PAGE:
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Substitute Yeast Strains

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Skep18

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So, is it common for people to substitute yeast strains from ones that recipes call out? I've got some harvested yeast and would like to continue to do so to avoid buying $7 liquid yeast packs for each recipe. However, given the seemingly unlimited number of strain options out there, does anyone generally keep pretty neutral liquid yeasts in the refrigerator and use them instead of the specific on the recipe calls out?

I've got some Wyeast 1272 American Ale II which I am going to use for a IIPA. If I buy a different IIPA in the future which calls for something else, should I be OK, flavor-wise, to use this instead? I realize this is very generic and subject to change according to recipe, but I just wanted to see how others approached this.
 

TheSquid

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I've had to substitute several times based on what was available at the LHBS. Unless you are shooting for an exact clone I wouldn't be too concerned about it. Even using the same yeast, your final product can vary widely based on starter, amount pitched, temperature, etc. I'm all for experimenting with different ingredients. Who knows, you may like it more!
 
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Skep18

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I've had to substitute several times based on what was available at the LHBS. Unless you are shooting for an exact clone I wouldn't be too concerned about it. Even using the same yeast, your final product can vary widely based on starter, amount pitched, temperature, etc. I'm all for experimenting with different ingredients. Who knows, you may like it more!
Thanks for the reply. I searched before posting without much luck, but after widening my search (like "1056 vs 1272") I found a lot of similar results to what you're saying. Thanks!
 

Calder

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Change out yeasts however you want.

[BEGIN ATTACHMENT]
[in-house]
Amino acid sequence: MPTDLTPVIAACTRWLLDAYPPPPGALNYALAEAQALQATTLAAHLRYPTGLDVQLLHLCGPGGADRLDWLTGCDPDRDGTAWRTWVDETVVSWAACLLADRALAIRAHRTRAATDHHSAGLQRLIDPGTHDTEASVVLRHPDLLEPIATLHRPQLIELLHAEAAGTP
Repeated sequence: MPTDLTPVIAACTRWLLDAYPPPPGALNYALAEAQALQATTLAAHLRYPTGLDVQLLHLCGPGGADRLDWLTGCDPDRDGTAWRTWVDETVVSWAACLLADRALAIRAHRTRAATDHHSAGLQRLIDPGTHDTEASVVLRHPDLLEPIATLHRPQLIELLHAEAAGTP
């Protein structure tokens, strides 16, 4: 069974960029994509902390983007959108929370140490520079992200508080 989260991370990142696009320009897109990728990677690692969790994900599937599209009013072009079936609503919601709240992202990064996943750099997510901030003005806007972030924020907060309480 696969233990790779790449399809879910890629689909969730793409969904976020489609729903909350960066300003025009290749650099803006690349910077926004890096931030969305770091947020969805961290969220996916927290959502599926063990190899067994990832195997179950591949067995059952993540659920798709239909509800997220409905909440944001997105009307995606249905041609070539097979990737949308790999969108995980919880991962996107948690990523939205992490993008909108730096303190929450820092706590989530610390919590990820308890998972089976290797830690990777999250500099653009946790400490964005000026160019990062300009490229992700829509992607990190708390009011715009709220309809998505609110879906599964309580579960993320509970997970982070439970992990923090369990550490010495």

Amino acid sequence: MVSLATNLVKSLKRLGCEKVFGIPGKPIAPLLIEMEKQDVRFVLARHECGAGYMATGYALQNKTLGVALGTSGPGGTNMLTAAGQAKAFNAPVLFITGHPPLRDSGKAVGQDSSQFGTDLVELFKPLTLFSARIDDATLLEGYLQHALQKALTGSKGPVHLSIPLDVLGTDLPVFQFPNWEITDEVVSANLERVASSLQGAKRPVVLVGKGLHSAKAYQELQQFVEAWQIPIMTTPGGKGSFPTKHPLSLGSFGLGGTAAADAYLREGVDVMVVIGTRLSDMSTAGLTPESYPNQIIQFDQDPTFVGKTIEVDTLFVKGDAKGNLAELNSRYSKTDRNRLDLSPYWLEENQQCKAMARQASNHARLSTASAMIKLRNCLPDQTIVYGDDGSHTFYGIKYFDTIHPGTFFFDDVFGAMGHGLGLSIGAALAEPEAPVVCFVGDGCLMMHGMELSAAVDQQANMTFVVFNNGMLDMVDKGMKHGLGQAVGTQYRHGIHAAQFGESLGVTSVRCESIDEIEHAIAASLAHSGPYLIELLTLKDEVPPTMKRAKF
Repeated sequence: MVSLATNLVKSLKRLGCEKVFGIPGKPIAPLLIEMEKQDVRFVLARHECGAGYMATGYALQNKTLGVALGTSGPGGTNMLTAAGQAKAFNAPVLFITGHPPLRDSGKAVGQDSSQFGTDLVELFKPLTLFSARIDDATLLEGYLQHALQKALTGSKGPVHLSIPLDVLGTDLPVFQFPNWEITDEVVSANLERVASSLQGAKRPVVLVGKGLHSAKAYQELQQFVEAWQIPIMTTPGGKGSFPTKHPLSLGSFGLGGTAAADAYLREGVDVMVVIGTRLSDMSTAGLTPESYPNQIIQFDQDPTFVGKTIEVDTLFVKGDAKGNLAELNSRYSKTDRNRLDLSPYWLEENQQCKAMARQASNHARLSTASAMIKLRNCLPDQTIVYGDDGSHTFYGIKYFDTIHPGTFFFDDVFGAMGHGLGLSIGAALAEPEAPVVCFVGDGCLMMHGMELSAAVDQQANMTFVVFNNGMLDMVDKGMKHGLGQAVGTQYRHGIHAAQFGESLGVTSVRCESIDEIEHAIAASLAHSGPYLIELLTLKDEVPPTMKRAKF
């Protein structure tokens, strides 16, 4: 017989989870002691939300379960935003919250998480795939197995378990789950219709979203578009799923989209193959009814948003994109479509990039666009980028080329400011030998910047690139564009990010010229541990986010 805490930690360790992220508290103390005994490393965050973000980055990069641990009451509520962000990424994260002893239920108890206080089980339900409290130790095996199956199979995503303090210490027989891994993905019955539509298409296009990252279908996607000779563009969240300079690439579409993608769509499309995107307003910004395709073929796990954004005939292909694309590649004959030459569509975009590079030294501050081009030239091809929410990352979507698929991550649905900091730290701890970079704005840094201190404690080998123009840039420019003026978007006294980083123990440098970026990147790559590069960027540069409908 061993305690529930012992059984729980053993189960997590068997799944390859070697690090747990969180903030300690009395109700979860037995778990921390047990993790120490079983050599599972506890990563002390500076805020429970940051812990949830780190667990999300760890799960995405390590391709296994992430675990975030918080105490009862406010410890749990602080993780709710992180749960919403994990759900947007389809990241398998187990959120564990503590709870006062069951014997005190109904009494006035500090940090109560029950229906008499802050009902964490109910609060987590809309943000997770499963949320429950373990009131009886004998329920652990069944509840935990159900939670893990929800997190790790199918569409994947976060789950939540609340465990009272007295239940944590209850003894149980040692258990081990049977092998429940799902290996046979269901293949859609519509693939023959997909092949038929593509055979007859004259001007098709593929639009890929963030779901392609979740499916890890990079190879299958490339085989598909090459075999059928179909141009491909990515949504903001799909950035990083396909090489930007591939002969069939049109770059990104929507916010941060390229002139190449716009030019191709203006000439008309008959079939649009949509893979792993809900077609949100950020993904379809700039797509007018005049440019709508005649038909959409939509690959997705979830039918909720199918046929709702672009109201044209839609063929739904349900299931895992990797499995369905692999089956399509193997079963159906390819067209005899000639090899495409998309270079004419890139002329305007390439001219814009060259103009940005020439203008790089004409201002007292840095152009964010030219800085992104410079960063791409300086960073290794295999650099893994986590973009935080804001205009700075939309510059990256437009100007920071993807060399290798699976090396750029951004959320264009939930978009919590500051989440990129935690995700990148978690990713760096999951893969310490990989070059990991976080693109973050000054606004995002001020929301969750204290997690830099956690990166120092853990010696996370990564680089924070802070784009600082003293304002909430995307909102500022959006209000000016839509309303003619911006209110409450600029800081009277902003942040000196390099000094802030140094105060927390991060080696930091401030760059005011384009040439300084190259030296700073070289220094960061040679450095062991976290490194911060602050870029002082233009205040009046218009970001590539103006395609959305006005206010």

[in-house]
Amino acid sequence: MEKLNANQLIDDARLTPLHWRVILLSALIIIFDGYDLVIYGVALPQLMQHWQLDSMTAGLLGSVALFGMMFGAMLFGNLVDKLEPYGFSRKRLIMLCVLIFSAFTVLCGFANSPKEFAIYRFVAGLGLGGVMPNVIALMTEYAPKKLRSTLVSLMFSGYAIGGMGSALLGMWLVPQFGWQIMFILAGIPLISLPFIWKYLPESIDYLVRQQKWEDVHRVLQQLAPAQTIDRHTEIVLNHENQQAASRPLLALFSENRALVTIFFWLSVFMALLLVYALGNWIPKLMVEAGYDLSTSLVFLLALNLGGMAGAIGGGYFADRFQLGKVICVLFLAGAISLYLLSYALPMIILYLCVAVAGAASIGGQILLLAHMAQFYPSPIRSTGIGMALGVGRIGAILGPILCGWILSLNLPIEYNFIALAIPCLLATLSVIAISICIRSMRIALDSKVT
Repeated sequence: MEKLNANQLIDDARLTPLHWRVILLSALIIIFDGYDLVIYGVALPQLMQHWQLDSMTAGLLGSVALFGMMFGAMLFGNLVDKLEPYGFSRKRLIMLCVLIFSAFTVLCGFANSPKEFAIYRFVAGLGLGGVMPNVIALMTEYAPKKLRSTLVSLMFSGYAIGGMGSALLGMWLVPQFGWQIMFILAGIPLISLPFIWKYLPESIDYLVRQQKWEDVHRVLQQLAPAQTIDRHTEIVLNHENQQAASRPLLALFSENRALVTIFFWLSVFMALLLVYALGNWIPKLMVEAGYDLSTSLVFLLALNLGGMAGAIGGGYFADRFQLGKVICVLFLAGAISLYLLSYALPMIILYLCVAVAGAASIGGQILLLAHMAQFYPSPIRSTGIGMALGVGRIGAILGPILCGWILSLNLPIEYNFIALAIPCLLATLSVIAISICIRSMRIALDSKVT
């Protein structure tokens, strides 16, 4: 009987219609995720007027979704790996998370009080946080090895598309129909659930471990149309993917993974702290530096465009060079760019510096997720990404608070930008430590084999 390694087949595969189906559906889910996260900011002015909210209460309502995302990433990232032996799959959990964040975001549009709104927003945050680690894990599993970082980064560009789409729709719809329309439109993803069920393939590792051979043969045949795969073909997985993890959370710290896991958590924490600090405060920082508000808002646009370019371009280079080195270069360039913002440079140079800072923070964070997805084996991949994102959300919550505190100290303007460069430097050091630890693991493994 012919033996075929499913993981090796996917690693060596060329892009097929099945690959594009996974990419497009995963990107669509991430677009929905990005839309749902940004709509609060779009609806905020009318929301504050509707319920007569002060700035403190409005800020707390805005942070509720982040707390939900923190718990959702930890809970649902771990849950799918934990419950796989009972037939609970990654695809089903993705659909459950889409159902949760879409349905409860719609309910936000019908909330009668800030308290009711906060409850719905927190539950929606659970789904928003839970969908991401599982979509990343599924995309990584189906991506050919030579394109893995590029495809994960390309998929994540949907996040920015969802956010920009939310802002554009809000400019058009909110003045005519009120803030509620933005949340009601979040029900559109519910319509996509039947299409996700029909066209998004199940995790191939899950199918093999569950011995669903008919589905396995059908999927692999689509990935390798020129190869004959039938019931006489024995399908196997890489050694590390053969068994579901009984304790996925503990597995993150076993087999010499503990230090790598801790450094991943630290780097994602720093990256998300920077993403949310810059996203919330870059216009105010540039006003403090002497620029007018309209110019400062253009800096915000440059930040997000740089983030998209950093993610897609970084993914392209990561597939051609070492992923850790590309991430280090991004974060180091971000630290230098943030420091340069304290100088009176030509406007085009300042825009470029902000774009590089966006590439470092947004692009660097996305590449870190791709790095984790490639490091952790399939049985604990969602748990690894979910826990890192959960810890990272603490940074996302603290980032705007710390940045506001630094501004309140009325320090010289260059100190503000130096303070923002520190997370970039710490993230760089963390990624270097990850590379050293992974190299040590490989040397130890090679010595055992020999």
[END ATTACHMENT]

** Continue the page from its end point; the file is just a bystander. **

Generally use:
- an American yeast for American Ales (PacMan, Chico) which give a clean beer.
- An English yeast for any English style ales which give subtle flavors
- A Belgian yeast for any Belgian style ale which gives lots of flavor.

Just remember each yeast has different characteristics, and will eresult in a different beer (maybe better - who says the original recipe couldn't be improved).

Sometimes you can discover something really different. Example is Stone Cali-Belgique Ale. It is basically the same recipe as their IPA (normally brewed with an English yeast), brewed with a Belgian yeast (Duvel I think).

Over time, you will get an idea of what different yeasts bring to different beers and what might be good. have fun experimenting.
 

Surly

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Following this link: http://yeastcalc.com/ will get you to a site that offers you a, "Yeast Strain Guide". That guide offers a great deal of information on various strains of yeast from many companies.

It will also indicate substitutions as well.
 

kh54s10

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I substitute from what recipes call for all the time. I look at strain guides also and look for something similar. Mrmalty.com has one also. I will also go by the description from the manufacturer.
 

ColumbusAmongus

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Yeah depends on what you are going for; exact clone or something that works with the style.

Have a look at the Wyeast and White labs websites. They have good tables and suggestions for which kind of yeast fits with a style. It is a good resource if you are trying to go out on your own for selecting yeast.
 
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Skep18

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Awesome guys, thanks for all the replies. I will look at those reference guides, but it sounds like I'm getting hung up over a bunch of nothing. :)
 

GrogNerd